thromboembolism in symptomatic pregnant women. At the beginning of the second
trimester, more than 50 per cent of pregnant women have a D-dimer concentration that
exceeds 0.50 mg/L
and by the third trimester, more than 90 per cent of women have a D-dimer
concentration >0.50 mg/L.
These changes are indicative of a substantial increase in fibrinolytic system
activation, possibly to counterbalance increased coagulation factor.
- Endothelial-derived PAI-1(plsminogen activator inhibitor) increases in late
pregnancy, whereas placental-derived PAI-2,detectable in the plasma during the first
trimester, increases throughout pregnancy.
-Iron: Pregnant women require increased amounts of iron, and absorption of dietary
iron from the gut is increased as a result. Despite this adaptation women who do not
take supplementary iron during pregnancy show a reduction in iron in the bone
marrow as well as a progressive reduction in mean red cell volume and serum ferritin
levels, suggesting that pregnancy without iron supplementation leads to depletion of
- Folate: Renal clearance of folic acid increases substantially during normal pregnancy
and plasma folate concentrations fall. However, red cell folate conc. do not decrease.
• ↑ Heart rate (10–20 per cent). A progressive increase in heart rate continues until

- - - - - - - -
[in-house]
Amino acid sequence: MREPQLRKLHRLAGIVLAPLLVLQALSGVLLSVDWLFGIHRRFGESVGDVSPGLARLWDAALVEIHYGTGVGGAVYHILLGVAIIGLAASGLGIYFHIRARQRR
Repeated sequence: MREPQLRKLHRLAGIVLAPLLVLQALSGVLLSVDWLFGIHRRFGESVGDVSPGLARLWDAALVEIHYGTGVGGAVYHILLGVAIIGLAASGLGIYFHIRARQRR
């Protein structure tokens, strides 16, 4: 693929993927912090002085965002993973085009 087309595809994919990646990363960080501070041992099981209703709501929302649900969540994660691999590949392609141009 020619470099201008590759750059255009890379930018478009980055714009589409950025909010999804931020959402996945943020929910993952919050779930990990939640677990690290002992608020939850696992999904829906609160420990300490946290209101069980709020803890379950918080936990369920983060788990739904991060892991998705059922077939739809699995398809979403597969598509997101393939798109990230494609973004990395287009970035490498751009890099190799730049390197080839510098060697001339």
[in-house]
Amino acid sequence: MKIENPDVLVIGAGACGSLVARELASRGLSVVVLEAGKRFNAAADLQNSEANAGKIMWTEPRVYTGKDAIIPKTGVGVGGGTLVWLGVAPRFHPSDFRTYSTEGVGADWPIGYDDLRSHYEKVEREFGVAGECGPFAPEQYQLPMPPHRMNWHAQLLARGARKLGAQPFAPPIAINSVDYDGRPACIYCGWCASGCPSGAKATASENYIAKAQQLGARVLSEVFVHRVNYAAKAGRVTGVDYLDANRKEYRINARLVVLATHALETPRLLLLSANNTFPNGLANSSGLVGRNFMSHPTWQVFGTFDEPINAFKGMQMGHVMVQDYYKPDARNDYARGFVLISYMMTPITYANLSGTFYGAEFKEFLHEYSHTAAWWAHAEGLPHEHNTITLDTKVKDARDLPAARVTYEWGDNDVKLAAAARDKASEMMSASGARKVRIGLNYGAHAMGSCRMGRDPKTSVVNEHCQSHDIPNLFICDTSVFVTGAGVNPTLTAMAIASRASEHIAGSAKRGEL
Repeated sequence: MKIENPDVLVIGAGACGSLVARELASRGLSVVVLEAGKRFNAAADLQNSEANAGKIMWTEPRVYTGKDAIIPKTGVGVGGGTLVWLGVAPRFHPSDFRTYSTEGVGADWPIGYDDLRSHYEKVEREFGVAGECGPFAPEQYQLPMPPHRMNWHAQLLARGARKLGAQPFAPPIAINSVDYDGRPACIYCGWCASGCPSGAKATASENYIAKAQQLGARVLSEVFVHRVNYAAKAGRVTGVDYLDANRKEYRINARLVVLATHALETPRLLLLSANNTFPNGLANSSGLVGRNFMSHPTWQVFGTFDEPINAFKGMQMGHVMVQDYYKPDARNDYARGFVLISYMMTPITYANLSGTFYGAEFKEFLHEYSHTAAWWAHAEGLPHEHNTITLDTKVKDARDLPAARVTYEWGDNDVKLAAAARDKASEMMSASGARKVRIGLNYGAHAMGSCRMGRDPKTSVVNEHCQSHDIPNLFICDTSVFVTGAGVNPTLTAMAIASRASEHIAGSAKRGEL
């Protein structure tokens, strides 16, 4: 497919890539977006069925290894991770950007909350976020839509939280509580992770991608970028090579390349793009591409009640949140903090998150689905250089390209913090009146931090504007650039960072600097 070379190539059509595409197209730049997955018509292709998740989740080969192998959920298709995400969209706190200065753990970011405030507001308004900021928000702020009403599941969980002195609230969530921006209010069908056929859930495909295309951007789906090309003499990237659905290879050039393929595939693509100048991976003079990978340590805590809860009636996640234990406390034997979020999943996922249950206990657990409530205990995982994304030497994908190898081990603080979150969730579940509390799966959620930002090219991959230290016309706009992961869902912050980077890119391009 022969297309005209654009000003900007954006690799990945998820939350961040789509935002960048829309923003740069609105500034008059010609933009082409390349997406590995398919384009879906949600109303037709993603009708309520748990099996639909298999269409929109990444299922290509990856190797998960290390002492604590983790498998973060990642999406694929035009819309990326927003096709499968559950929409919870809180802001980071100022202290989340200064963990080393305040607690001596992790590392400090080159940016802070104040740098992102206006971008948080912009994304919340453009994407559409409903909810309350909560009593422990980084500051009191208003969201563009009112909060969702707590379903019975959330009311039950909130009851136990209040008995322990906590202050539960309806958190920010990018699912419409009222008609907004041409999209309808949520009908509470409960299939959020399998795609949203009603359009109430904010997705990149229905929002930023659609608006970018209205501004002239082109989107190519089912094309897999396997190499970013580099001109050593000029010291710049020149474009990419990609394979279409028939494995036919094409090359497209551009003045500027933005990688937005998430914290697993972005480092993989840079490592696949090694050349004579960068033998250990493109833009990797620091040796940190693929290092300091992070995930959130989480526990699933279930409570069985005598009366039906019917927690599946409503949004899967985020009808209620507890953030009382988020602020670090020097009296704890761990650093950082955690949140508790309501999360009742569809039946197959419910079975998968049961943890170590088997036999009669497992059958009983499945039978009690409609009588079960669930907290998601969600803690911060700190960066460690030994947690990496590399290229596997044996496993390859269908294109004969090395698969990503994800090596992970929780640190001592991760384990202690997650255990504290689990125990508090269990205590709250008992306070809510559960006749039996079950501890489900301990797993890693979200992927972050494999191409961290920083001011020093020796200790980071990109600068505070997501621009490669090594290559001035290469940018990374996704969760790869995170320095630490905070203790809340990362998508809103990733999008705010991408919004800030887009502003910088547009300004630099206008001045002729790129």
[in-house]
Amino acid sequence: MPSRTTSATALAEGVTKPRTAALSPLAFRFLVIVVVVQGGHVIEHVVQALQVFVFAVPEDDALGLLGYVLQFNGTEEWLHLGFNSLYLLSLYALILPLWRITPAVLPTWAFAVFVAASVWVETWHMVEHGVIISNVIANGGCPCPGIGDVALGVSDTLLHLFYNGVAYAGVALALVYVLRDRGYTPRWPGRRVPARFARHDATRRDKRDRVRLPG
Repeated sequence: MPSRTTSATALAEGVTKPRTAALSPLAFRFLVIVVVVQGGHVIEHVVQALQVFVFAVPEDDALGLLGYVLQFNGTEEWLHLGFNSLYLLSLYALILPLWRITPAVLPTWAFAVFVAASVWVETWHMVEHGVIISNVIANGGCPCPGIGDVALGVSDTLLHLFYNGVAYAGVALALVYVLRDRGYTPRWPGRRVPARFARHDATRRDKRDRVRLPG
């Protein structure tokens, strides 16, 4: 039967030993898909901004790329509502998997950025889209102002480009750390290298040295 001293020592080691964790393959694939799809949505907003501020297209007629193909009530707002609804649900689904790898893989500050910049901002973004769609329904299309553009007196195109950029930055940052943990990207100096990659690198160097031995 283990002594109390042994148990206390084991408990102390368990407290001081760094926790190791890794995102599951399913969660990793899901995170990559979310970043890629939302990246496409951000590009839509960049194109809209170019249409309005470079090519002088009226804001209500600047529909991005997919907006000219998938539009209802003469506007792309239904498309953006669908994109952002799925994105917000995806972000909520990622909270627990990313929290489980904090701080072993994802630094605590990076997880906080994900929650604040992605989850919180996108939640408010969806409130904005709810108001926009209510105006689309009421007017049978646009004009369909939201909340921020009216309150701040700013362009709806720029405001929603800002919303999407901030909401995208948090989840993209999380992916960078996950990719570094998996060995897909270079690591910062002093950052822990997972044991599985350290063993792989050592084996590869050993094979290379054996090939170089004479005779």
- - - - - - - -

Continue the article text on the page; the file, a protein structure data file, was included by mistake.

the third trimester of pregnancy, when rates are typically10–15 beats per minute
greater than those found in the non-pregnant state.
• ↑ Stroke volume (10 per cent). There is also a progressive amplification of stroke
volume during the first half of pregnancy, probably related to the changes in plasma
volume at this time.
• ↑ Cardiac output (30–50 per cent). In normal pregnancy, cardiac output increases as
early as 5 weeks gestation (3 weeks after conception) and rises to around 40 per cent
above the pre pregnancy baseline by 24 weeks. The increase in cardiac output is
caused partly by an increase in heart rate, which is detected first as early as 5 weeks,
and partly by an increase in stroke volume. The cardiac output is elevated further